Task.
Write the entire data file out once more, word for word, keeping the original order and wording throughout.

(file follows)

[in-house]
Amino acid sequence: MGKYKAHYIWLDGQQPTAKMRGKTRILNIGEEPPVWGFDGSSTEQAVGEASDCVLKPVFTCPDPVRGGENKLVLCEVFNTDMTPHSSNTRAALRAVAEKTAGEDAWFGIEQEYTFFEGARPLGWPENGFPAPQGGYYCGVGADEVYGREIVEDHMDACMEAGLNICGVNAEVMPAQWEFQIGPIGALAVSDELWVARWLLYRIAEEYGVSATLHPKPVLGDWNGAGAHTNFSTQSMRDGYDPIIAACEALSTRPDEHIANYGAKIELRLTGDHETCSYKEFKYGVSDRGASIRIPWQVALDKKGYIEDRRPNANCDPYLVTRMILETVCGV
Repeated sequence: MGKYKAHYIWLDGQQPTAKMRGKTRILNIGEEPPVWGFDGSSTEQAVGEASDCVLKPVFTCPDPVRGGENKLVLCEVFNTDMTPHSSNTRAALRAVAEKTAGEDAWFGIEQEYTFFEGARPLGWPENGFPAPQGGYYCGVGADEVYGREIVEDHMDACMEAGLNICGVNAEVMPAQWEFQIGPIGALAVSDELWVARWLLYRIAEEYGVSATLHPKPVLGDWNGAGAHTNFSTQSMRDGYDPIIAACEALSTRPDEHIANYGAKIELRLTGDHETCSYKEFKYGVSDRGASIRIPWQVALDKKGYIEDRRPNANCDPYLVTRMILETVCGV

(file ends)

[in-house]
Amino acid sequence: MGKYKAHYIWLDGQQPTAKMRGKTRILNIGEEPPVWGFDGSSTEQAVGEASDCVLKPVFTCPDPVRGGENKLVLCEVFNTDMTPHSSNTRAALRAVAEKTAGEDAWFGIEQEYTFFEGARPLGWPENGFPAPQGGYYCGVGADEVYGREIVEDHMDACMEAGLNICGVNAEVMPAQWEFQIGPIGALAVSDELWVARWLLYRIAEEYGVSATLHPKPVLGDWNGAGAHTNFSTQSMRDGYDPIIAACEALSTRPDEHIANYGAKIELRLTGDHETCSYKEFKYGVSDRGASIRIPWQVALDKKGYIEDRRPNANCDPYLVTRMILETVCGV
Repeated sequence: MGKYKAHYIWLDGQQPTAKMRGKTRILNIGEEPPVWGFDGSSTEQAVGEASDCVLKPVFTCPDPVRGGENKLVLCEVFNTDMTPHSSNTRAALRAVAEKTAGEDAWFGIEQEYTFFEGARPLGWPENGFPAPQGGYYCGVGADEVYGREIVEDHMDACMEAGLNICGVNAEVMPAQWEFQIGPIGALAVSDELWVARWLLYRIAEEYGVSATLHPKPVLGDWNGAGAHTNFSTQSMRDGYDPIIAACEALSTRPDEHIANYGAKIELRLTGDHETCSYKEFKYGVSDRGASIRIPWQVALDKKGYIEDRRPNANCDPYLVTRMILETVCGV